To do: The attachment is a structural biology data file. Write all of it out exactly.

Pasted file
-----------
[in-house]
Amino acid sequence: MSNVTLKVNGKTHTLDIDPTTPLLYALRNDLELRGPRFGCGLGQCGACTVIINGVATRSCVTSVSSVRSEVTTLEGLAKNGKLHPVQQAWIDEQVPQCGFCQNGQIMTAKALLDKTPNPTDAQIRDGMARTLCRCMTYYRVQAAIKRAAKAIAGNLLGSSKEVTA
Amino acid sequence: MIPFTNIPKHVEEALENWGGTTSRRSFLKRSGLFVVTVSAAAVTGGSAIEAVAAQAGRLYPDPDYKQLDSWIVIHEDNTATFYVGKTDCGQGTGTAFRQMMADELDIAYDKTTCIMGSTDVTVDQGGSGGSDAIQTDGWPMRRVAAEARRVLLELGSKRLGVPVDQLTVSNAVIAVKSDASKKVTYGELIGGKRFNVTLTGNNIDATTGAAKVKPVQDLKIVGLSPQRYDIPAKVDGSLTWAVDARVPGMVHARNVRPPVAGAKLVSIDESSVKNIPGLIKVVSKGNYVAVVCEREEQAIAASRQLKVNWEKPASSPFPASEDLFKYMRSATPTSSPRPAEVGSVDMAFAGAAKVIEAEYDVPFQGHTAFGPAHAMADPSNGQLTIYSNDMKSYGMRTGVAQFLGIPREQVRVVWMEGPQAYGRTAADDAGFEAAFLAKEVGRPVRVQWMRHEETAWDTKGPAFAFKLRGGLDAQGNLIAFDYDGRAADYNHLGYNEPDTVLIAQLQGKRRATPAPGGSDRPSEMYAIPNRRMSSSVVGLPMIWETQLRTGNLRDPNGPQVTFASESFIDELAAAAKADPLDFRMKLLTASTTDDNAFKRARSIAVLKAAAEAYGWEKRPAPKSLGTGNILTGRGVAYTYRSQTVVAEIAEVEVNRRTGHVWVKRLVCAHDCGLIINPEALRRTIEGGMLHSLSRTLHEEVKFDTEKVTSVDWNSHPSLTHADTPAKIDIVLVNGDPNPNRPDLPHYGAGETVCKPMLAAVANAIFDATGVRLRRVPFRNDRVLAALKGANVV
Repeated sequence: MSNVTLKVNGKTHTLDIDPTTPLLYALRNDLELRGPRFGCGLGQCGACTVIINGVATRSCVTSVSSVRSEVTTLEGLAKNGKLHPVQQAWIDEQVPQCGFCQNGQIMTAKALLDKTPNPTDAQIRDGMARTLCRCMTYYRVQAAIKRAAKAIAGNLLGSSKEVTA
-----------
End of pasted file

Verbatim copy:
[in-house]
Amino acid sequence: MSNVTLKVNGKTHTLDIDPTTPLLYALRNDLELRGPRFGCGLGQCGACTVIINGVATRSCVTSVSSVRSEVTTLEGLAKNGKLHPVQQAWIDEQVPQCGFCQNGQIMTAKALLDKTPNPTDAQIRDGMARTLCRCMTYYRVQAAIKRAAKAIAGNLLGSSKEVTA
Amino acid sequence: MIPFTNIPKHVEEALENWGGTTSRRSFLKRSGLFVVTVSAAAVTGGSAIEAVAAQAGRLYPDPDYKQLDSWIVIHEDNTATFYVGKTDCGQGTGTAFRQMMADELDIAYDKTTCIMGSTDVTVDQGGSGGSDAIQTDGWPMRRVAAEARRVLLELGSKRLGVPVDQLTVSNAVIAVKSDASKKVTYGELIGGKRFNVTLTGNNIDATTGAAKVKPVQDLKIVGLSPQRYDIPAKVDGSLTWAVDARVPGMVHARNVRPPVAGAKLVSIDESSVKNIPGLIKVVSKGNYVAVVCEREEQAIAASRQLKVNWEKPASSPFPASEDLFKYMRSATPTSSPRPAEVGSVDMAFAGAAKVIEAEYDVPFQGHTAFGPAHAMADPSNGQLTIYSNDMKSYGMRTGVAQFLGIPREQVRVVWMEGPQAYGRTAADDAGFEAAFLAKEVGRPVRVQWMRHEETAWDTKGPAFAFKLRGGLDAQGNLIAFDYDGRAADYNHLGYNEPDTVLIAQLQGKRRATPAPGGSDRPSEMYAIPNRRMSSSVVGLPMIWETQLRTGNLRDPNGPQVTFASESFIDELAAAAKADPLDFRMKLLTASTTDDNAFKRARSIAVLKAAAEAYGWEKRPAPKSLGTGNILTGRGVAYTYRSQTVVAEIAEVEVNRRTGHVWVKRLVCAHDCGLIINPEALRRTIEGGMLHSLSRTLHEEVKFDTEKVTSVDWNSHPSLTHADTPAKIDIVLVNGDPNPNRPDLPHYGAGETVCKPMLAAVANAIFDATGVRLRRVPFRNDRVLAALKGANVV
Repeated sequence: MSNVTLKVNGKTHTLDIDPTTPLLYALRNDLELRGPRFGCGLGQCGACTVIINGVATRSCVTSVSSVRSEVTTLEGLAKNGKLHPVQQAWIDEQVPQCGFCQNGQIMTAKALLDKTPNPTDAQIRDGMARTLCRCMTYYRVQAAIKRAAKAIAGNLLGSSKEVTA